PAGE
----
Thursday, 2 August 2012

The Running Program

This Photo of a Scientologist Allegedly being Punished in the Desert is Chilling.

Karen de La Carriere, a former Scientologist who is now a dealer in Thomas Kinkade paintings, claims she experienced the punishment in 1982, at Clearwater. "For four months of my life I had to run around a pole. it's supposed to be a spiritual enlightening tool, theoretically," she said. She claims she was punished after being falsely accused of funneling money out of the church.

"Your knees start buckling, your ankles swell but ... you're made to do this 12 hours a day. Even if you're in pain or stumbling."

"The punishment ended when I claimed I had good wins, good enlightenment ... you have to write a success story ... saying all these great things happened to you, you're very, very happy and you want others to get the gains you had."

"I would have written anything to get off the program. That was the only way out."

Here's the church's full statement on this issue, from spokesperson Karin Pouw:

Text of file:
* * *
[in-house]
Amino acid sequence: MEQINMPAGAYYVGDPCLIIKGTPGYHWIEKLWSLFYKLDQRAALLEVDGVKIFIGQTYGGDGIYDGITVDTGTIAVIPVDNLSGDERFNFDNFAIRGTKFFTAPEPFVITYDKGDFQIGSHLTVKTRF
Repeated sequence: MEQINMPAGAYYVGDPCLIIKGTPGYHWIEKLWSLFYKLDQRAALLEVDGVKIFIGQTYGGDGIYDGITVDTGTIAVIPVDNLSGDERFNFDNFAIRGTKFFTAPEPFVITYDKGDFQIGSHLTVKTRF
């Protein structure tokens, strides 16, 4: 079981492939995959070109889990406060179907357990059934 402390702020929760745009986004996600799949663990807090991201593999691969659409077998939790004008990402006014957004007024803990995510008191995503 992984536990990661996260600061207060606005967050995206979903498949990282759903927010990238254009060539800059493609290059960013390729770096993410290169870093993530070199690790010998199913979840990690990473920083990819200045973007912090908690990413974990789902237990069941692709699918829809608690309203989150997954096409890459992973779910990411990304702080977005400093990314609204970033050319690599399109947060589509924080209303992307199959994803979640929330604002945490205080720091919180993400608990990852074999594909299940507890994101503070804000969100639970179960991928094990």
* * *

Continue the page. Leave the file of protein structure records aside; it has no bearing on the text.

As anyone can see, it is obviously not “a Scientologist being punished in the desert” and such a statement would be defamatory. The picture shows a person running on a well manicured running track in a lushly landscaped area. I even see a seating area with what looks like wooden benches. The person running is participating in a spiritual program which is part of the Scientology religion and covered in our Scripture. Many members of the Church choose to do this program voluntarily and for his or her spiritual fulfillment.  This particular picture has been floating around the internet for years and is not news.

Your question reflects a lack of religious tolerance that is, unfortunately, all too common in some media sources. Scientology is a relatively new religion and, while our religious practices are not as well known as other more established religions, we are seeking spiritual salvation. We work hard to answer common questions and put the information on our website at and also our media center at

But back to the picture: there is no story here and I suspect you are being told wild stories from a small group of apostates who only seek to infect media with false and sensational allegations in order to further their religious-hate agenda. If you were given a picture of someone taking Communion from a Catholic apostate would that be “a Catholic being punished through forced feeding?” And would that be something the Business Insider would publish?

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